Dish tripled its cash balance during the past year and its Chairman Charlie Ergen has accumulated a record amount of cash, leaving investors to speculate whether he is setting his sights on a takeover of T-Mobile or a merger with rival DirecTV.
Dish tripled its cash balance during the past year by selling debt, including a $2.3 billion offering last week, amid a planned wireless expansion that already prompted a bid for Clearwire Corp. Ergen’s $16.4 billion company now has the most money among U.S. television and phone providers, according to data compiled by Bloomberg.
The bond offering last week is Dish’s fourth debt sale in the past 12 months. Added to its $7.4 billion of cash as of 12/31, Dish’s current balance is about $9.7 billion, and the figure may rise to $10.1 billion on 6/30, according to an analysis by Macquarie’s Kevin Smithen and Amy Yong.
Ergen’s cash stockpile — about the same as Exxon Mobil’s — puts a deal for Deutsche Telekom’s T-Mobile within reach, said Guggenheim Partners LLC, which would finally let Ergen bundle a nationwide wireless-phone network with his pay-TV system.
He may also seek to merge with DirecTV and build a wireless network using spectrum he already owns, according to Standard & Poor’s. Smaller deals, such as snatching MetroPCS Communications away from Deutsche Telekom or buying Leap Wireless International are other possibilities, according to Macquarie Group Ltd.
“The question remains: What are they going to do with this ample liquidity?” Tuna Amobi, an equity analyst at S&P, told Bloomberg in a telephone interview. “I wouldn’t rule out anything, really, knowing Charlie.”
Ergen is already trying to break up one of several current mergers in the telecommunications industry, offering $7.9 billion in January for Clearwire, which Sprint Nextel agreed to buy in December with financial backing from Tokyo-based Softbank Corp.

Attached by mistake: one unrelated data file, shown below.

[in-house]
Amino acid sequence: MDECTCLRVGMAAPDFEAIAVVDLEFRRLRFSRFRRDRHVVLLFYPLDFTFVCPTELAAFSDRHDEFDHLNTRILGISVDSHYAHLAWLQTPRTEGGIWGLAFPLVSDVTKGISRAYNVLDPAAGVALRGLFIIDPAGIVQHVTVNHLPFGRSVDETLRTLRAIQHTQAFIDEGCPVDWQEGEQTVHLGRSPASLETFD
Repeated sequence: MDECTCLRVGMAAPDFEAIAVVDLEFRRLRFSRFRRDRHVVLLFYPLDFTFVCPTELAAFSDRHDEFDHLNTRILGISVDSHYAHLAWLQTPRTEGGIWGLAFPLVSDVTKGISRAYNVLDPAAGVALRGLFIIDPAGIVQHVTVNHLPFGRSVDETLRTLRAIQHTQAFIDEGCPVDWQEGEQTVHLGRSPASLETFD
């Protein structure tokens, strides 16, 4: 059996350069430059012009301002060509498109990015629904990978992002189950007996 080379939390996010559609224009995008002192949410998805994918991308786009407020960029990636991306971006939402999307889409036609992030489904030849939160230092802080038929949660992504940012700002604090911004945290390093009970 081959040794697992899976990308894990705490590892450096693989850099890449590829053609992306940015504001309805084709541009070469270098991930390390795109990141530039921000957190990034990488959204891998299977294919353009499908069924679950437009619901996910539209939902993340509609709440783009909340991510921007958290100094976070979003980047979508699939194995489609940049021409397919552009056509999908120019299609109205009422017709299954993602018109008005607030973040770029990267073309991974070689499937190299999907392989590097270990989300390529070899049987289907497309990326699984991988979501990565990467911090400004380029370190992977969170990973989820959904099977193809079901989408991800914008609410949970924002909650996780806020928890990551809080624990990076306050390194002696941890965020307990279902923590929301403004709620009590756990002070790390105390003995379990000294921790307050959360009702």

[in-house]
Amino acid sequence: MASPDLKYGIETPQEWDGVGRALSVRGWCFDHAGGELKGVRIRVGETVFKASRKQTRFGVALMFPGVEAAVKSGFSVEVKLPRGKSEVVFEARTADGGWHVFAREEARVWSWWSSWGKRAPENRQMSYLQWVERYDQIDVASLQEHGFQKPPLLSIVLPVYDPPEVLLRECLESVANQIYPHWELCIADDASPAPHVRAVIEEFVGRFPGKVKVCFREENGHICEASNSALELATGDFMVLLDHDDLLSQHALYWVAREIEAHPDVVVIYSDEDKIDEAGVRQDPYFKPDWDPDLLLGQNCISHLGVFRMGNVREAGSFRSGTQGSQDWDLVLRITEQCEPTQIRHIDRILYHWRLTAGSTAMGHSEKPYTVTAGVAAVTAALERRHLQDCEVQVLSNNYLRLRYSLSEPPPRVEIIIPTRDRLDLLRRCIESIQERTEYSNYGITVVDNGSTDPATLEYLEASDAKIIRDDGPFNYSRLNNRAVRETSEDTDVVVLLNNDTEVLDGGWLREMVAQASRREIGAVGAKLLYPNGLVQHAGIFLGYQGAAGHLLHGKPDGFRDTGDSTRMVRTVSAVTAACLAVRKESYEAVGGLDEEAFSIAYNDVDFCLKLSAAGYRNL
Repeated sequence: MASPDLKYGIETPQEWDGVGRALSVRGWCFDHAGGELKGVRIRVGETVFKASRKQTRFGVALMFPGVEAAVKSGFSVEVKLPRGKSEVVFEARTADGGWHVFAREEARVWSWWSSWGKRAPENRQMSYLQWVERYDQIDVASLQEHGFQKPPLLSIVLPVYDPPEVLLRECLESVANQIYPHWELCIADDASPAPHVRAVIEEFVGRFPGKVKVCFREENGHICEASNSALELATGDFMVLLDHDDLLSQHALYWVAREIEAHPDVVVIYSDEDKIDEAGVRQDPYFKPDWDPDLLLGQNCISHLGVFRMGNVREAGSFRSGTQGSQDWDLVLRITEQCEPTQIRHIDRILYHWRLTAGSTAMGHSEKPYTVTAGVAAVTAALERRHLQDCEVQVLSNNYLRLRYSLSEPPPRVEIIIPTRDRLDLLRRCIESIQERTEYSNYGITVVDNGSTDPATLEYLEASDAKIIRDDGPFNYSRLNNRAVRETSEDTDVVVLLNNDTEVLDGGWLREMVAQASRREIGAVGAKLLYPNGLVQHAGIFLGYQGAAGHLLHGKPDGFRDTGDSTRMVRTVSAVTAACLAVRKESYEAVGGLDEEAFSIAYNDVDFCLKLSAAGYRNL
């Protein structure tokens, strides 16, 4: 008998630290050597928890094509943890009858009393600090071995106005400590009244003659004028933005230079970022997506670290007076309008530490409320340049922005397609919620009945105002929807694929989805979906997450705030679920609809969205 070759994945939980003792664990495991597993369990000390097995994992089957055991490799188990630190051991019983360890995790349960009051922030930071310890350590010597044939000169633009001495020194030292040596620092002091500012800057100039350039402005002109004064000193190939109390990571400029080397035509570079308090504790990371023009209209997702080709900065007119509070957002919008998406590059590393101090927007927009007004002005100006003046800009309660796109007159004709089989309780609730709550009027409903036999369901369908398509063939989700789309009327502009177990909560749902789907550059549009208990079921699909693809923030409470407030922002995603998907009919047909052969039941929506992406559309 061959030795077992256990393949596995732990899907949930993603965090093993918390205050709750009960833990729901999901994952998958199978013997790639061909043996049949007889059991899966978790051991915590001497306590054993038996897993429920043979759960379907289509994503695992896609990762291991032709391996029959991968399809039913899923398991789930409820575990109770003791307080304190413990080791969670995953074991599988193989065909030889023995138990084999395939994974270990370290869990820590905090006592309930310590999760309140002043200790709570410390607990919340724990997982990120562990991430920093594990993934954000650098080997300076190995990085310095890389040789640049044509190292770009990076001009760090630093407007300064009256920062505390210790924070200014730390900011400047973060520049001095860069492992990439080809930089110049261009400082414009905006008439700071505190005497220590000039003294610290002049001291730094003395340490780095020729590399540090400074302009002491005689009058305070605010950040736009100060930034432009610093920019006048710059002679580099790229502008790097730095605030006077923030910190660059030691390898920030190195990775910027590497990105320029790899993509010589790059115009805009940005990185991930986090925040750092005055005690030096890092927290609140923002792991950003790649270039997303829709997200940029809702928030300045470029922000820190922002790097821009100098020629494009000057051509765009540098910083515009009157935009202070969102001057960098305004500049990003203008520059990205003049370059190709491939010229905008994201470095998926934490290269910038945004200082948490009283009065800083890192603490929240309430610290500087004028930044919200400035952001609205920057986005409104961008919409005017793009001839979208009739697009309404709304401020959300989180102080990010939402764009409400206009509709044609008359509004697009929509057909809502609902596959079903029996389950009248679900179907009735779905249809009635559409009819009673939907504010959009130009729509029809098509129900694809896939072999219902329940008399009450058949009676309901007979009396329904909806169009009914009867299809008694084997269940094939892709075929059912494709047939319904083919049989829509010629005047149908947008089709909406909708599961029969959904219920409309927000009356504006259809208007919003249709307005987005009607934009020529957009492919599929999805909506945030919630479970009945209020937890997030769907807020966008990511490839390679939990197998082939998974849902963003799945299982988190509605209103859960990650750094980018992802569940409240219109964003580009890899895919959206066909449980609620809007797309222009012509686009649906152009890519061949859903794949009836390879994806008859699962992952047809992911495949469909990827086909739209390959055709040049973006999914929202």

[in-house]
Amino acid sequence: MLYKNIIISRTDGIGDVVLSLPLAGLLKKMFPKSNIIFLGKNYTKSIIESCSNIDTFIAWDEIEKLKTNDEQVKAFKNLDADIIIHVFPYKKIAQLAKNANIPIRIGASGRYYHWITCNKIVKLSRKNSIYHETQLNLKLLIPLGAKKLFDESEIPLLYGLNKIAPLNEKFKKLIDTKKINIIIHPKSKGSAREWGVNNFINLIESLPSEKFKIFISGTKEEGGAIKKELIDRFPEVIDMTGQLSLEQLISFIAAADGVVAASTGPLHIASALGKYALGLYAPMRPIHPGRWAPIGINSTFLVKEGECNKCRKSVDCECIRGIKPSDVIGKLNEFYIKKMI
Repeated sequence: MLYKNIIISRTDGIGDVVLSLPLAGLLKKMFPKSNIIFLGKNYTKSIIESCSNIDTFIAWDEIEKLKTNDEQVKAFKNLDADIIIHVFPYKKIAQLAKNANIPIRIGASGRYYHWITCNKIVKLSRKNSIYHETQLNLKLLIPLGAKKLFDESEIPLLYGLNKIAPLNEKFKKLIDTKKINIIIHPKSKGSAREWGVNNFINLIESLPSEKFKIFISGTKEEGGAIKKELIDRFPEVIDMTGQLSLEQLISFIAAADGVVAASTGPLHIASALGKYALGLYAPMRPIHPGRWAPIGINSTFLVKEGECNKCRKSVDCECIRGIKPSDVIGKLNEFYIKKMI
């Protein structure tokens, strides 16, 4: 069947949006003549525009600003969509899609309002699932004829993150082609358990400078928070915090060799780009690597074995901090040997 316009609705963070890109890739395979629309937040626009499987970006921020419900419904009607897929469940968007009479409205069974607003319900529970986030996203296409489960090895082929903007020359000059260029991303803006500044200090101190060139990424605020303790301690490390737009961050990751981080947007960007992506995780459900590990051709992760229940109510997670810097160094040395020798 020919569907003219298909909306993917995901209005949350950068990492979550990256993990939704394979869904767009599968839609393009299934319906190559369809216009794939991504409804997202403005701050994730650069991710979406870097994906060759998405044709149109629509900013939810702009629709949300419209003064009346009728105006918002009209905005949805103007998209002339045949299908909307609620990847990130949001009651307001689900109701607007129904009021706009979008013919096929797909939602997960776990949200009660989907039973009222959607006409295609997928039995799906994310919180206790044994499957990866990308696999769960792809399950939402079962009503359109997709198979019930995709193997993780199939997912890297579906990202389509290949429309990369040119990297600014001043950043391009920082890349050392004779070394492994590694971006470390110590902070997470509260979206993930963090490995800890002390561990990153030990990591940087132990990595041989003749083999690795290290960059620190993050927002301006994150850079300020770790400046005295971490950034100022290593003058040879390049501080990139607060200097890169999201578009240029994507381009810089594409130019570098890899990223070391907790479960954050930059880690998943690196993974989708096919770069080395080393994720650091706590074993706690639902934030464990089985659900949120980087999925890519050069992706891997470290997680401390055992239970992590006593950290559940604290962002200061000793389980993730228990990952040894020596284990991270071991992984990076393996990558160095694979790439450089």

Elsewhere in the industry, Deutsche Telekom is trying to combine T-Mobile with MetroPCS as the company seeks to distance itself from the U.S. market, where its wireless business is in fourth place.
Ergen is “clearly getting ready for something,” Spencer Godfrey, a credit analyst at KDP Investment Advisors, told Bloomberg. “Having that cash opens a lot of options.”
Antitrust regulators blocked AT&T Inc. from buying T-Mobile for $39 billion in 2011. For Ergen, who has said he is willing to spend “billions” on a new wireless network to add mobile data and voice services to his company, a deal for T-Mobile would get him there.
Although Ergen has said he wants to partner with a wireless company to gain a network, a tie-up with DirecTV could make building his own system more feasible, Amobi said.
With a Dish-DirecTV merger “you could even begin to kind of imagine a network build-out,” he said. Given the amount of cash and spectrum Dish has and the potential for cost cutting if the two companies are melded, “it would begin to make probably a little bit more sense.”
RBR-TVBR observation: Certainly a deal to buy DirecTV would raise antitrust concerns, but XM-Sirius Satellite merger was approved and that would likely be pointed to as a precedent for this potential merger.